He is not good enough to stick at 3B but he can do well in LF and earn a bunch of dWAR, what a bunch of nonsense. A slightly above mediocre CF or 3B is so much more valuable than an elite LF, because it is hard to find even an adequate (or replacement level) defensive player at those positions. The replacement level players for LF are the 70% of MLBers who don't play there because they are good enough defenders to play elsewhere, not the lugs (ahem, Willingham) who they put out there because they can't play anywhere else.

I don't see why that would be the death of WAR. Maybe the positional adjustment is wrong or out of date but that could be easily changed. As it is, Gordon already has a full Win to make up on CFers or 3Bs


#92 drjim

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Posted 19 August 2014 - 11:15 AM

I don't see why that would be the death of WAR. Maybe the positional adjustment is wrong or out of date but that could be easily changed. As it is, Gordon already has a full Win to make up on CFers or 3Bs

 

I looked at this closer. Gordon gets about half of his value (2.5 WARish) from his defense. According to the WAR adjustment, this would mean is the equal defender to a 3.5 WAR defender at 3B right? But there is three years of data showing Gordon was about a 0 WAR defender at 3B (08-10). So he can move down the defensive spectrum and pick up 2.5 WAR in value, that is a nice gig.

 

I was happy to see that the guys on Effectively Wild and Keith Law in his current MVP ballot didn't take this WAR value too seriously.

 

But to answer your statement, the positional adjustment misses the point in my mind. The replacement level threshold is the issue, and trying to quantify defense into the same numbers as offense leads to even more issues. I thought there was value in WAR in comparing across positions, but looking more closely since this thread started I'm now more skeptical if it even has value in that.

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#93 Mike Sixel

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Posted 19 August 2014 - 12:48 PM

Read this, and comment, please:

 

http://www.fangraphs...ut-alex-gordon/

I don't know, it is a site to discuss sports, not airline safety.....maybe we should take it less seriously?


#94 Mike Sixel

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Posted 19 August 2014 - 12:49 PM

Why can't a guy be a terrible 3B, but an excellent OFer? I don't get that argument at all.

 

So, player X is a great OF, but you are sure he'd be a better SS or C? I'm confused by this argument.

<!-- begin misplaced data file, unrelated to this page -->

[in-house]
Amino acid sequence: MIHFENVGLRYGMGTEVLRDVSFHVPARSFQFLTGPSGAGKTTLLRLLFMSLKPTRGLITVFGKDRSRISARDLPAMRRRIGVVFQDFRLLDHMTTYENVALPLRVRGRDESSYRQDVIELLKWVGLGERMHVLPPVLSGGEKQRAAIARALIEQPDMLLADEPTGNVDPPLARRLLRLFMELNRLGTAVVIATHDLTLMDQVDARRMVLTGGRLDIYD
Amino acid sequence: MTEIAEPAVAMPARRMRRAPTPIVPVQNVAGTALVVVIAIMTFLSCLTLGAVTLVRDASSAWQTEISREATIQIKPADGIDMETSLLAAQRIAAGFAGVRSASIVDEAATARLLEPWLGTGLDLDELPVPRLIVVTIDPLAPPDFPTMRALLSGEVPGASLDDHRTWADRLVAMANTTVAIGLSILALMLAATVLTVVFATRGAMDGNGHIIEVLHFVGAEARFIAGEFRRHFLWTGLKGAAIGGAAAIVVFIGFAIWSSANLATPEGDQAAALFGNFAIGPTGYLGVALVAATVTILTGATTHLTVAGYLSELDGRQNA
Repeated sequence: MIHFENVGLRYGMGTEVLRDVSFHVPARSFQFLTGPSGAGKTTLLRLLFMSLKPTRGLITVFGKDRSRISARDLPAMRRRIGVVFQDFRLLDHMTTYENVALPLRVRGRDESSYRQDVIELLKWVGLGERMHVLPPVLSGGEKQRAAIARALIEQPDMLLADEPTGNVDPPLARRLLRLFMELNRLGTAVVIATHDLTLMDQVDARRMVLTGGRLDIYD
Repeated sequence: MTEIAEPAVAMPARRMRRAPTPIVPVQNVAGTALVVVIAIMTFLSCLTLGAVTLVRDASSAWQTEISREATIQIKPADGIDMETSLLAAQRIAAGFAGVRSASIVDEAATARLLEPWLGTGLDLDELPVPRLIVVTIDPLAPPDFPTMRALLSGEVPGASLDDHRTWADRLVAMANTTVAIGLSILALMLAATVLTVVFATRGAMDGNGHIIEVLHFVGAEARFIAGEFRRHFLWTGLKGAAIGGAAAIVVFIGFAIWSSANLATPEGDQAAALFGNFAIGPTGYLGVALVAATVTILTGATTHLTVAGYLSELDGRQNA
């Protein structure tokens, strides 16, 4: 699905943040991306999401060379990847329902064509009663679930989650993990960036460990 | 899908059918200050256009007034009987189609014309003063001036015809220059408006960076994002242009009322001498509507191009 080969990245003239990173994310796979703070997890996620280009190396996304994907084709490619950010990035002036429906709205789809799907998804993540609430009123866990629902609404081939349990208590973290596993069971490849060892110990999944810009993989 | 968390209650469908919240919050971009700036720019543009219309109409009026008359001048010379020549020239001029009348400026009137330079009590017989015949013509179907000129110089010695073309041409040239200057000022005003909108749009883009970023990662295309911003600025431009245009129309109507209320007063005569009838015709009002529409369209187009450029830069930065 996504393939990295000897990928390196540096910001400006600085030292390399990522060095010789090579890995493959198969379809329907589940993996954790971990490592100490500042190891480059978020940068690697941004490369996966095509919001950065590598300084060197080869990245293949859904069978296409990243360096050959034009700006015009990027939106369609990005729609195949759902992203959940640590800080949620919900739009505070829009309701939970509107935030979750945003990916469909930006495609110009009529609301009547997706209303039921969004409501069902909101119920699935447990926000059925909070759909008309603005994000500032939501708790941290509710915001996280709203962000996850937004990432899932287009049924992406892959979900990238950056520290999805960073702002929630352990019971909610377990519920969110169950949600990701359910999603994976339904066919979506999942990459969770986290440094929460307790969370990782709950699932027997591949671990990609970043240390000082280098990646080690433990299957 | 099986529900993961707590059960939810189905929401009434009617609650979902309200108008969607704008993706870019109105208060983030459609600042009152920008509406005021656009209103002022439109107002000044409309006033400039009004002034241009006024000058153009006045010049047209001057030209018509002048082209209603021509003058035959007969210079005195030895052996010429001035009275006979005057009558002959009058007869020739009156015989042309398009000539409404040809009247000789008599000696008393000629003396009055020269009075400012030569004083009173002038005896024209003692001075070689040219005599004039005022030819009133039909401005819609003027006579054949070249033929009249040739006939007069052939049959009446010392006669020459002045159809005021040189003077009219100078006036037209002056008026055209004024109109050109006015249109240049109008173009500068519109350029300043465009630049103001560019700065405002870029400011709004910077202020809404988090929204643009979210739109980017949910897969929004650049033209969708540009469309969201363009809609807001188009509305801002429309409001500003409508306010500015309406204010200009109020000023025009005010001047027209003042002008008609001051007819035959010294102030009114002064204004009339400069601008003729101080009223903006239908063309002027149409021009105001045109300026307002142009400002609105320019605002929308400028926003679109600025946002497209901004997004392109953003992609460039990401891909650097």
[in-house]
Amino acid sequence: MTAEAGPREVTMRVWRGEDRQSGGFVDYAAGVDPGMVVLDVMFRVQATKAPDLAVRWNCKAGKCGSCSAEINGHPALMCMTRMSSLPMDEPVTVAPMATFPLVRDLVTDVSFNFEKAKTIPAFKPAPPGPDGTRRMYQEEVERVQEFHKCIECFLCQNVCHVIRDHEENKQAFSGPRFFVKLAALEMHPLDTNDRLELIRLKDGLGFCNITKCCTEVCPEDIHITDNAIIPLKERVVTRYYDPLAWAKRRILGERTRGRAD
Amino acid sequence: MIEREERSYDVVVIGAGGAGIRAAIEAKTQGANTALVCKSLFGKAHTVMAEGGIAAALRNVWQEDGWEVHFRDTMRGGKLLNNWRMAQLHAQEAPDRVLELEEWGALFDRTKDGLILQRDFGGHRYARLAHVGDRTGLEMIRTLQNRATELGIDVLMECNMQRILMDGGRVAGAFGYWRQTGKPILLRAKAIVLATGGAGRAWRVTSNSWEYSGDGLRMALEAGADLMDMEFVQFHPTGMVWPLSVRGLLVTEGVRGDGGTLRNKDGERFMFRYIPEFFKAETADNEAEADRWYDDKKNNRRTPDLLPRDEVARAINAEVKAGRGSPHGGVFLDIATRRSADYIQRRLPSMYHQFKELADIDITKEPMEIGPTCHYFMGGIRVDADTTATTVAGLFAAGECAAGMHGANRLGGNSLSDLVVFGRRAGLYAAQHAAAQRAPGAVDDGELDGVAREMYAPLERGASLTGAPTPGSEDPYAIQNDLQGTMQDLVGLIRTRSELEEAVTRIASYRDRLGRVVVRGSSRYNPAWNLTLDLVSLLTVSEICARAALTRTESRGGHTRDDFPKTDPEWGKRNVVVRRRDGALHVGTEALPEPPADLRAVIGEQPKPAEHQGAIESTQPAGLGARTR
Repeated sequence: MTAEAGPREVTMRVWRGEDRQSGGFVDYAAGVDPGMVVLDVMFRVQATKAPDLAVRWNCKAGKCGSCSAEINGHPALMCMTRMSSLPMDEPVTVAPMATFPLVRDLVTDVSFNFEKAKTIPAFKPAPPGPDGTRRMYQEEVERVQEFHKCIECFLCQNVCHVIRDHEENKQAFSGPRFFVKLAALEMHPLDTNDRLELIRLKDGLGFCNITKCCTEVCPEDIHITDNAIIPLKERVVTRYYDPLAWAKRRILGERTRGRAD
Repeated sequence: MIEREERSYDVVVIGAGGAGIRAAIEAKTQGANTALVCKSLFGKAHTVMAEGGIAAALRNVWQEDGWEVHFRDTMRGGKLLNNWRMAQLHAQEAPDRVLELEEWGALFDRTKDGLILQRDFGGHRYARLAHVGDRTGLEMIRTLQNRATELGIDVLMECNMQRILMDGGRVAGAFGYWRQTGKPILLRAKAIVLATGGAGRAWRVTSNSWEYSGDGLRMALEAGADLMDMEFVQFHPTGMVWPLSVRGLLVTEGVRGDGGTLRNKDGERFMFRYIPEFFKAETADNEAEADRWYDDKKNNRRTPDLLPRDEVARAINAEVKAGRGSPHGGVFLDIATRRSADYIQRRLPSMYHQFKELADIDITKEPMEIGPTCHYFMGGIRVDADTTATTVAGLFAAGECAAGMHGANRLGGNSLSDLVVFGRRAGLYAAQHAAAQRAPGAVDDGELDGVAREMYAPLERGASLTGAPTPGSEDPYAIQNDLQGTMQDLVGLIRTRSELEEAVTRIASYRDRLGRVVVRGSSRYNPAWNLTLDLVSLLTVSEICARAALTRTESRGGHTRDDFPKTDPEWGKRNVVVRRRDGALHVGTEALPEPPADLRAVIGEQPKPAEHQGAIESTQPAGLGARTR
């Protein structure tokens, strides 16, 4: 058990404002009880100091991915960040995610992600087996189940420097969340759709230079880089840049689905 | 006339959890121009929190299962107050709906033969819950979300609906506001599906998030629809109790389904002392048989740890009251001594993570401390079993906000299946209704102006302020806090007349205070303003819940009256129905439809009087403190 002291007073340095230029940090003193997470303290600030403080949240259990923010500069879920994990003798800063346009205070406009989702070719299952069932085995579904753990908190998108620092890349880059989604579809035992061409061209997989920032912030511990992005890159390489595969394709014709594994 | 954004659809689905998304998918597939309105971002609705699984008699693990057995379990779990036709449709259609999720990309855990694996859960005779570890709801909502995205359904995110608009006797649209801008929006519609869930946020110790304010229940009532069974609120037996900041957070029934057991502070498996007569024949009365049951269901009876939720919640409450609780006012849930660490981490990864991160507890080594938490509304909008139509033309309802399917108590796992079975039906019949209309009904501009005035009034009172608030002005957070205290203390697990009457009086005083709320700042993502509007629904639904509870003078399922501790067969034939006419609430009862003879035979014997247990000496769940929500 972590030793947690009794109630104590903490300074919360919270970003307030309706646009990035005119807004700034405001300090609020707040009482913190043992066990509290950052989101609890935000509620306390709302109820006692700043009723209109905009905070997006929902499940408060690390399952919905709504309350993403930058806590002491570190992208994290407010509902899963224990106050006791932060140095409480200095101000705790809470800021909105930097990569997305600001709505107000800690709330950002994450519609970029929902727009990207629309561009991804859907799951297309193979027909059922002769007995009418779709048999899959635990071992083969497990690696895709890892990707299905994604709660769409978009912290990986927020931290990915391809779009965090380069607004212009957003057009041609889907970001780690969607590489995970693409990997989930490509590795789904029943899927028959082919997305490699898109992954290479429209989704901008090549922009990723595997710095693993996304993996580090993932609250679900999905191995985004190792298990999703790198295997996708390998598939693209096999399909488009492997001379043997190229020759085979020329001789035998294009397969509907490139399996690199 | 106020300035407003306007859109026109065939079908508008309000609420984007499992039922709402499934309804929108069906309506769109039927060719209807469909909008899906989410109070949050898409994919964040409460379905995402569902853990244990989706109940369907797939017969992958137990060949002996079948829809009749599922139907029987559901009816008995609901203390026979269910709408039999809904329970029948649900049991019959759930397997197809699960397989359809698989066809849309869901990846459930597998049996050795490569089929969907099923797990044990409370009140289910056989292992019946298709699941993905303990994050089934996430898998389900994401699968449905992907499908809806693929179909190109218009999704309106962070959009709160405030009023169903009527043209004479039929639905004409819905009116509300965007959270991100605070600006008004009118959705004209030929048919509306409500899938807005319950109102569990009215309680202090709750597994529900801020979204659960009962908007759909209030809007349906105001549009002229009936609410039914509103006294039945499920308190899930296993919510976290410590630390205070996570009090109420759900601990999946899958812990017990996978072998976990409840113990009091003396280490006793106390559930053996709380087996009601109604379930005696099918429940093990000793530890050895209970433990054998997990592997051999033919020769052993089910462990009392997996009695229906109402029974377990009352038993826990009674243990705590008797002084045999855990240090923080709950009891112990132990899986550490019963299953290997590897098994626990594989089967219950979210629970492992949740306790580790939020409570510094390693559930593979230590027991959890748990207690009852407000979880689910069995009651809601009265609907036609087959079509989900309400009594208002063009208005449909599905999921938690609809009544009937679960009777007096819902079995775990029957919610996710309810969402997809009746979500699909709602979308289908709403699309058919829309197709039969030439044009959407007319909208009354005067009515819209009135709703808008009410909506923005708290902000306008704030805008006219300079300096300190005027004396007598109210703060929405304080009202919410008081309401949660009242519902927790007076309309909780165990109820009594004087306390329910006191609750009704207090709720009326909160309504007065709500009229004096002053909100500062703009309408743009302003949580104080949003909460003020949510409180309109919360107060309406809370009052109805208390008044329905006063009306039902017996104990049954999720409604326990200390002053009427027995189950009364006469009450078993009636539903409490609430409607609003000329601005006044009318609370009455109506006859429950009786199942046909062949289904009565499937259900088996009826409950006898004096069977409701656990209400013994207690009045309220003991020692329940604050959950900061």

Edited by mike wants wins, 19 August 2014 - 12:52 PM.

I don't know, it is a site to discuss sports, not airline safety.....maybe we should take it less seriously?


#95 jay

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Posted 19 August 2014 - 12:50 PM

I thought there was value in WAR in comparing across positions, but looking more closely since this thread started I'm now more skeptical if it even has value in that.


I wouldn't recommend making that determination based off an outlier.

#96 drjim

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Posted 19 August 2014 - 01:22 PM

Why can't a guy be a terrible 3B, but an excellent OFer? I don't get that argument at all.

 

So, player X is a great OF, but you are sure he'd be a better SS or C? I'm confused by this argument.

 

I never made that argument.

 

My argument is that many of the people currently playing 3B or SS or 2B or CF would be a better LF than Gordon. He benefits because he is compared to the worst defensive players in baseball as his baseline "replacement" level player, while players who stick at other positions are compared to better defensive players as their baseline "replacement" level player.

 

The notion of a replacement level player in LF should be expanded to include the many players in baseball who don't have the luxury of being moved to LF and have to stick at a position that is much tougher on the defensive spectrum.

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#97 Mike Sixel

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Posted 19 August 2014 - 01:27 PM

But they did not play LF......how would you know how good they are in the OF? Why complicate this wi th hypotheticals? People don't like defensive measures, and now we should add hypothetical outcomes?

I don't know, it is a site to discuss sports, not airline safety.....maybe we should take it less seriously?


#98 Willihammer

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Posted 19 August 2014 - 01:27 PM

Read this, and comment, please:

 

http://www.fangraphs...ut-alex-gordon/

I also invite Gordon skeptics to read this: http://www.fangraphs...-using-his-arm/


#99 Willihammer

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Posted 19 August 2014 - 01:34 PM

I never made that argument.

 

My argument is that many of the people currently playing 3B or SS or 2B or CF would be a better LF than Gordon. He benefits because he is compared to the worst defensive players in baseball as his baseline "replacement" level player, while players who stick at other positions are compared to better defensive players as their baseline "replacement" level player.

 

The notion of a replacement level player in LF should be expanded to include the many players in baseball who don't have the luxury of being moved to LF and have to stick at a position that is much tougher on the defensive spectrum.

If you are going to do that, should you also expand the notion of replacement level 3Bs and CFs to include the players who are stashed in LF because their bats are too good to keep out of the lineup? The defensive threshold may be lower in LF but players out there are expected to hit better. Overall, a -10 run penalty seems to be in the ballpark.


#100 drjim

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Posted 19 August 2014 - 01:36 PM

Read this, and comment, please:

 

http://www.fangraphs...ut-alex-gordon/

 

This article didn't say anything I didn't already realize about WAR, how it's measured, and how it might apply to Gordon specifically.

 

I should say, to be clear, that I think Gordon to be a very good baseball player and obviously an elite LF (relative to the other LFs), I don't argue any of that. I just believe there are many players who currently play in MLB that could make a similar switch and do similarly if not just as well, but are playing much more important positions.

 

This article did nothing to improve on the inherent problems of UZR (it admits them), and it really doesn't say much about the problems of applying defensive value when comparing a wide spectrum of baseline "replacement" players or the problems of turning defensive numbers into the same value as offensive numbers.